A knee-jerk reaction I’ve noticed regarding 2DS’s form factor is that the lack of a clamshell means the screen is always exposed, which leaves it vulnerable to damage. As it turns out, that’s not necessarily the case. A hinged design is actually more susceptible to breakage.

nintendo-2ds-announcedMoving parts are almost always more problematic than solid pieces in this regard. It’s not too difficult to break a hinge off or to bump the edge of the top screen against a surface when it’s flipped up, and either of those things can render a handheld totally unplayable. That sturdier “brick”-like design winds up being a godsend more than a liability – just think back to the relative indestructibility of the original Game Boy. Now you can drop your system, it can bump against your furniture every now and then, and it’ll probably come out alive.

I’m always hearing about the low build quality of game hardware today compared to the systems of the past. I’ve even experienced it with my 3DS – the hinge is already starting to feel a bit loose. The 2DS seems to represent a movement back toward the higher build quality that Nintendo’s always been known for.

Better Comfort

One of my enduring problems with the current 3DS models is that they feel too darn small. I get cramps when I use them for too long, since there’s not really much bulk to grip onto. The D-pad is tremendously uncomfortable to use, and while the Circle Pad is actually a friendlier alternative to a full analog stick if you’re looking for an input substitute, I’d still rather play New Super Mario Bros. with its traditional layout. The L and R buttons feel small and don’t have a satisfying tactile feel. The Start and Select buttons are also pretty awkwardly placed – a nearly universal criticism of the original design.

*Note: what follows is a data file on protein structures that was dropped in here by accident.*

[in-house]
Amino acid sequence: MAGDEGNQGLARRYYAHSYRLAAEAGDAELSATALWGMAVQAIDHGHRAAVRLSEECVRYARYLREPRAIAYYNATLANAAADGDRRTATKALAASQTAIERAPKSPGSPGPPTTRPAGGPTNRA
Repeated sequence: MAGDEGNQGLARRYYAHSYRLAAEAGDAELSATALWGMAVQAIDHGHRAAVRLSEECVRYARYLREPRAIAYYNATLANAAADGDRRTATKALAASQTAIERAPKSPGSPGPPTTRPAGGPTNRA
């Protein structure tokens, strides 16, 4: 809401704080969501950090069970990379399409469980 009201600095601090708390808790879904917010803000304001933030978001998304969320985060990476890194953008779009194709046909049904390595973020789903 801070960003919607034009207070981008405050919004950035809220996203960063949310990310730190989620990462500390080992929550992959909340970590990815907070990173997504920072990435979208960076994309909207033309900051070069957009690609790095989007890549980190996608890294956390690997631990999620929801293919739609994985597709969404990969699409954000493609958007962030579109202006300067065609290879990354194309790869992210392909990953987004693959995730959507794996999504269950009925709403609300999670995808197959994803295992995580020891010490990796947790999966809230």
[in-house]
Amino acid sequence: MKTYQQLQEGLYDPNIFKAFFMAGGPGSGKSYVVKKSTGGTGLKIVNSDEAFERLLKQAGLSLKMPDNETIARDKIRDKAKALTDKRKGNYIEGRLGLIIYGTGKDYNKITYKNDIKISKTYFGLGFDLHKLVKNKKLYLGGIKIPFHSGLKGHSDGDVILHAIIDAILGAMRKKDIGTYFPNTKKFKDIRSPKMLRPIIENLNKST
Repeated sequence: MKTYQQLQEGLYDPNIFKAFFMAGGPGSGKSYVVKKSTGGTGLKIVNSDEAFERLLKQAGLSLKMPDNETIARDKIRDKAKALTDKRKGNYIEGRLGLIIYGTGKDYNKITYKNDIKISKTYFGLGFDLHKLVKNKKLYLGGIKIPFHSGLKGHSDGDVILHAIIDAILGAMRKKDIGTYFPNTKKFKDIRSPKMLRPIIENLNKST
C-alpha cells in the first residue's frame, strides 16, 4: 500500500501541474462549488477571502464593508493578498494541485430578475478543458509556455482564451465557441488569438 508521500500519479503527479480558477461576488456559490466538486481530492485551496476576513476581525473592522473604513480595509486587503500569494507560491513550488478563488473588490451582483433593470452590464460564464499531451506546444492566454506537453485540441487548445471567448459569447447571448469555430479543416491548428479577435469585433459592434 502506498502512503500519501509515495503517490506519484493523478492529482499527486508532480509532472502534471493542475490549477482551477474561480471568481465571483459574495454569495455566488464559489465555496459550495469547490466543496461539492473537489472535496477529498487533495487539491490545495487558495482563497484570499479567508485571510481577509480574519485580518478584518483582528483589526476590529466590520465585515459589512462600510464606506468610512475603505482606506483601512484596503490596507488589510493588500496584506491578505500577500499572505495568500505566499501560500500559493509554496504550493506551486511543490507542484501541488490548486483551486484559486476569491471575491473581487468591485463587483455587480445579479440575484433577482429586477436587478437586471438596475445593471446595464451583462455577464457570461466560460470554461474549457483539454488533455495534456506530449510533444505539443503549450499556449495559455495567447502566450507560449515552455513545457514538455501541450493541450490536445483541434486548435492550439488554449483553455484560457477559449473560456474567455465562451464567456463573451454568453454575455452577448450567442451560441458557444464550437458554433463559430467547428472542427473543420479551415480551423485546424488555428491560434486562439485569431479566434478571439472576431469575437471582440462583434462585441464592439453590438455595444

2DS seems to address these concerns. It’s significantly bigger and thicker, for one, which should alleviate the cramping issue. The D-pad is now situated in a more ergonomically-friendly position, making it more usable. The L and R buttons are now larger and seem to better match the more “solid” feel of their console counterparts. The Start and Select buttons now mirror their placement on DS Lite. Everything about the new design seems more pleasant on a usability level – enough that I can actually see myself transferring to 2DS as my handheld platform of choice for Nintendo content.

I don’t think any of this – bar the lack of 3D – could have been achieved with the original clamshell design. The new button layout would have been impossible to implement – can you imagine having to reach across a hinge to use the Circle Pad? Since the hinged layout relegates the “controller” components of the system to the bottom half of the device, it’s fairly limiting with regard to negotiating the balance between portability and ergonomics. Nintendo VP of Sales and Marketing Scott Moffitt even mentioned that the lack of a hinge was a factor in bringing down the price.

Bearing all this in mind: yes, the 2DS is a bit of a curveball in the design department. However, most of the form factor changes are actually for the better – they address known issues with the current 3DS design. I can’t make any definitive statements until I hold one in my hands, but so far, I’m intrigued enough to give it a shot.